Electricity for integrated rural development. The role of businesses, the public sector and communities in Uganda and Zambia

Universities Oxford / Cape Town

The dominant approaches to rural electrification in Uganda and Zambia leave great potential for economic development untapped. More than 85% of the rural population in Uganda and Zambia live without electricity.

Population growth has considerably outpaced connection rates in both countries in the last few decades. Labour productivity and rural income per capita gains have been slow and uneven. The Ugandan and Zambian governments have put forward ambitious electrification plans, viewing private sector-led off-grid energy as an important lever to overcome these challenges. The rapid growth of solar home system sales has been instrumental in providing lighting and phone charging services to many remote end-users. To fulfil the vision of energy-enabled economic development, sufficiently sized and reliable mini-grids currently constitute the most promising – but only infrequently deployed – solution for remote communities where reliable grid-based electricity will not become available in the near future.

This report presents the results of studying the three main stakeholder groups in the off-grid sector in Uganda and Zambia, (1) the private sector, (2) the public sector, and (3) communities in relation to off-grid energy for sustainable development.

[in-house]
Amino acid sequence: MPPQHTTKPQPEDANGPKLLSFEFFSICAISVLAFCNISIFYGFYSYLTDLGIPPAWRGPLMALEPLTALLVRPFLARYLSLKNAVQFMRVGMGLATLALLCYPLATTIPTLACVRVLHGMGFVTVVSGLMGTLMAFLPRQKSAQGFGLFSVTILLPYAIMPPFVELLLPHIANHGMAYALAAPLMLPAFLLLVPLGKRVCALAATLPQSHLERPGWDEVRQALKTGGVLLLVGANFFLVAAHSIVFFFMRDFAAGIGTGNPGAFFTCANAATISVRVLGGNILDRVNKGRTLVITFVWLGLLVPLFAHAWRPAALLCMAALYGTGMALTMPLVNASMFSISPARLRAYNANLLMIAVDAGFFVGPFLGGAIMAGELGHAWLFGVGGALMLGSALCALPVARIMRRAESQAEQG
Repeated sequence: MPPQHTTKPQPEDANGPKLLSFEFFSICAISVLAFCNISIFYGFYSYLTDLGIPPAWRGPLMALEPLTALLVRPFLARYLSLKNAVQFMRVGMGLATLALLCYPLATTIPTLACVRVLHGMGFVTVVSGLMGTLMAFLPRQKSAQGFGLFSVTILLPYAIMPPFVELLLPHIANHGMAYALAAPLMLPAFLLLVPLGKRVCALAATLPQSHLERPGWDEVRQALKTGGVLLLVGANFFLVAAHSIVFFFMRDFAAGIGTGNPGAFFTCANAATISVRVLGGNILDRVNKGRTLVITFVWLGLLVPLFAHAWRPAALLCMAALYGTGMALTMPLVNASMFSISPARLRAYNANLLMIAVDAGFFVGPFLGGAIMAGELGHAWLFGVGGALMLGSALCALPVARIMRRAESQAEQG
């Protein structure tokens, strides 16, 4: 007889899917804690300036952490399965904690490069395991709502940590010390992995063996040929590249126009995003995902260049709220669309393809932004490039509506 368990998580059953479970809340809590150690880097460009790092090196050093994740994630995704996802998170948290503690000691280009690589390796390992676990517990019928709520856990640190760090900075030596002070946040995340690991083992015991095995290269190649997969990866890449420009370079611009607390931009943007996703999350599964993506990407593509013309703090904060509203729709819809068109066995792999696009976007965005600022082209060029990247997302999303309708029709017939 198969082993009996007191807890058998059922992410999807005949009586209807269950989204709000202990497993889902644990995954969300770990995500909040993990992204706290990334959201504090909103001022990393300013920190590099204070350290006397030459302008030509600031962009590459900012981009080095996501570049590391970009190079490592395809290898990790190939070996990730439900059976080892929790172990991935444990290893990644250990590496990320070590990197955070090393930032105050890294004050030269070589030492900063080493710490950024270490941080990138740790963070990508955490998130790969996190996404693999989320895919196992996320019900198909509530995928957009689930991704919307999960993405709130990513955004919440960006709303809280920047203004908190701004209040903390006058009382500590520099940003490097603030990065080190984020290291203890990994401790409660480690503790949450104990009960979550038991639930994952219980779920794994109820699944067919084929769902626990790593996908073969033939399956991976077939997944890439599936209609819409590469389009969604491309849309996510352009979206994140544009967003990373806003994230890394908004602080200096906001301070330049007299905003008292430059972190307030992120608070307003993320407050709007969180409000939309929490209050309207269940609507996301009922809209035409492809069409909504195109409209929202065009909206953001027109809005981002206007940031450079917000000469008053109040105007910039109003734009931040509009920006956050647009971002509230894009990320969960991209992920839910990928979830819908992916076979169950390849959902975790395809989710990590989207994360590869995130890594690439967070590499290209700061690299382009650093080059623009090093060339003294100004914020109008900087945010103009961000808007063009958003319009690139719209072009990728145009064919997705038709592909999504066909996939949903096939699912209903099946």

(1) Mini-grid developers are designing innovative business models that go beyond delivering energy and towards supporting rural development. Developers are faced with a well-known conundrum: How do you provide sufficient and reliable electricity to meet more than customers’ basic needs without being able to charge cost-reflective tariffs or to rely on large subsidies? The solution several innovative mini-grid developers across sub-Saharan Africa are coming up with, referred to as Integrated Developers (ID) throughout this report, is to increase revenues from not only selling kWhs, but from selling electricity-enabled productive goods and services. This increases the per-kWh value-add of the mini-grid. Crucially, it also aligns community and private sector goals: As ID companies become integrated in rural value chains, economic development in the village directly improves companies’ financially viability.

The considerable potential of the model comes at the cost of increased complexity for the ID in terms of products offered, revenue model and required networks.